Ho­gan seeks to re­peal ‘Road Kill’ law

Mid­dle­ton says govenor re­fuses to work with leg­is­la­ture

Maryland Independent - - Front Page - By MICHAEL SYKES II msykes@somd­news.com

Af­ter at­tempt­ing to veto the bill last spring, Gov. Larry Ho­gan (R) has dou­bled down on his ef­forts to kill a trans­porta­tion re­form ef­fort put forth by the Mary­land Gen­eral Assem­bly last year.

Ho­gan said it is his “top pri­or­ity” to re­peal the law. If it is not re­pealed, he said, it would ef­fec­tively end 66 of 73 road projects in­clud­ing U.S. 301 up­grades from Prince Ge­orge’s County through Wal­dorf, and im­prove­ments on Route 5 and Route 228.

On Wed­nes­day morn­ing at the State House in An­napo­lis, Ho­gan an­nounced he would push for the “full and im­me­di­ate re­peal” of the law and called it “dis­as­trous.”

“It will wreak havoc on the en­tire state trans­porta­tion sys­tem and usurp im­por­tant au­thor­ity away from lo­cal gov­ern­ments and away from the ex­ec­u­tive branch of state gov­ern­ment,” Ho­gan said.

The Mary­land Open Trans­porta­tion In- vest­ment Act, or the “Road Kill” bill, re­quires state of­fi­cials to rate and pri­or­i­tize the dif- fer­ent trans­porta­tion projects for cat­e­gories such as eco­nomics and safety. The bill’s pur­pose, ac­cord­ing to the Gen­eral Assem­bly, was to pro­vide trans­parency.

But the bill ben­e­fits lob­by­ists and spe­cial in­ter­est groups, Ho­gan said. Mary­land State Trans­porta­tion Sec­re­tary Pete Rahn called the bill a “one-size-fits-all” rank­ing sys­tem and does a dis­ser­vice to tourists, vis­i­tors, em­ploy­ers and Mary­land driv­ers.

The only way the ad­min­is­tra­tion can fo­cus on fund­ing top pri­or­ity projects is if “this deeply mis­guided law is re­pealed,” Rahn

said.

The Charles County Del­e­ga­tion unan­i­mously voted for the bill last spring and also voted for the veto over­ride to ul­ti­mately pass it. Only Del. Susie Proc­tor (D-Charles, Prince Ge­orge’s) was ab­sent for the ini­tial vote, but voted in fa­vor of a veto over- ride pass­ing the bill into law.

Mary­land Se­nate Pres­i­dent Thomas V. Mike Miller Jr. (D-Calvert, Charles, Prince Ge­orge’s) said Ho­gan’s claims are “an ab­so­lute falsehood.” The bill does not man­date any- thing, he said, but only ad­vises on what the pri­or­i­ties are.

“The trans­porta­tion bill is not go­ing to be over­turned,” he said. “It is a tool they can use or ig­nore. It’s sim­ply ad­vi­sory and [Ho­gan’s] peo­ple get to put the cri­te­ria in place.”

Sen. Thomas “Mac” Mid­dle­ton (D-Charles) said the gov- er­nor’s de­ci­sion to try to re­peal the trans­porta­tion law is short- sighted. Mid­dle­ton said he has “never” dealt with an ad­mi­nis- tra­tion that has shown such an un­will­ing­ness to work with the state’s leg­is­la­ture.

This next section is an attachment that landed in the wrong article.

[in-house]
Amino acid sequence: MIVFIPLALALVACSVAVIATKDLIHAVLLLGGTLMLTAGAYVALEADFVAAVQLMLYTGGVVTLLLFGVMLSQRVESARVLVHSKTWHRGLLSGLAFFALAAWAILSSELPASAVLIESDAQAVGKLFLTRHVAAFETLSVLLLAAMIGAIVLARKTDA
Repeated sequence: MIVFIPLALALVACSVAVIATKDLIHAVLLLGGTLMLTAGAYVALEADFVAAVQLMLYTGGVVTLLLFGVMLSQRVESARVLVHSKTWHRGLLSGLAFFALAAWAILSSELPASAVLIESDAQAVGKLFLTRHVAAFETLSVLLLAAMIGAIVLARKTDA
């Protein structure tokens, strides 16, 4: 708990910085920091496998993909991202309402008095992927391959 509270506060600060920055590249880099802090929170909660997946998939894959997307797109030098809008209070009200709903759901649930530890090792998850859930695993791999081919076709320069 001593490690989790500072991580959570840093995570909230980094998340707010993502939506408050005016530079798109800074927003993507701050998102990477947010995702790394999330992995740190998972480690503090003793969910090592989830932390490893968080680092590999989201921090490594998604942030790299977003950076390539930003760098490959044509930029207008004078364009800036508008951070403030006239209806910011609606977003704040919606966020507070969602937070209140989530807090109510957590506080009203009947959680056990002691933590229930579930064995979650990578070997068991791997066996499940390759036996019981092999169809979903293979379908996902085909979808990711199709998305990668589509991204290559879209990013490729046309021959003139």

The leg­is­la­ture will work to over­ride any bill Ho­gan puts forth that would do away with what pro­po­nents call a trans- parency law. Mid­dle­ton said Ho­gan claims the law ties his hands with trans­porta­tion projects, but it re­ally man­dates noth­ing.

“We haven’t seen any re­search or any anal­y­sis from him,” Mid­dle­ton said. “He said he has to stop 66 projects. We haven’t seen any anal­y­sis.”

With or with­out a transpar- ency law, Mid­dle­ton said, Ho­gan has al­ready pushed back mul­ti­ple trans­porta­tion projects. South­ern Mary­land and Charles County have not got­ten im­prove­ments they have asked for, de­spite vot­ing in fa­vor of a gas tax that Ho­gan has ben­e­fited from — de­spite run­ning against it.

“We got some­what shafted on our high­way projects that we were sup­posed to get. The light rail stud­ies ... that won’t be com­plete un­til 2023. The over- passes have been pushed out to 2019,” Mid­dle­ton said. “We can’t wait. We’re one of the fast- est grow­ing ar­eas in the state.”

Del. C.T. Wilson (D-Charles) said he voted for the bill hop­ing there would be some clar­ity on which projects are get­ting done, but is not op­posed to other sug­ges­tions that may come from the gov­er­nor’s of­fice.

It does not mat­ter what the so­lu­tion is, Wilson said, as long as what is done is in the best in­ter­est of the peo­ple across the state, in­clud­ing in Charles County and South­ern Mary­land.

“It would be nice if we could find a happy medium to make sure that no on­go­ing or up­com- ing projects are scrapped,” Wil- son said. “There may be an­other thing be­yond ve­to­ing the bill. Es­pe­cially if the gov­er­nor has an­other pro­posal in mind like the [re­place­ment of the Gov.] Harry Nice Bridge.”

At the end of the day, Wilson said, there has to be a “de­cent” com­pro­mise ben­e­fit­ing ev­ery­one and not leav­ing out those in ru­ral places.

Mid­dle­ton said he would “love to roll up my sleeves and work with the gov­er­nor,” but at ev­ery turn Ho­gan has been against the leg­is­la­ture no mat­ter what bill is be­ing con­sid­ered.

This is about trans­parency, Mid­dle­ton said, and show­ing the work the ad­min­is­tra­tion is do­ing. It should be easy enough to do, he said, but the gov­er­nor com­bats it.

“He just won’t work with us,” he said.

Newspapers in English

Newspapers from USA

© PressReader. All rights reserved.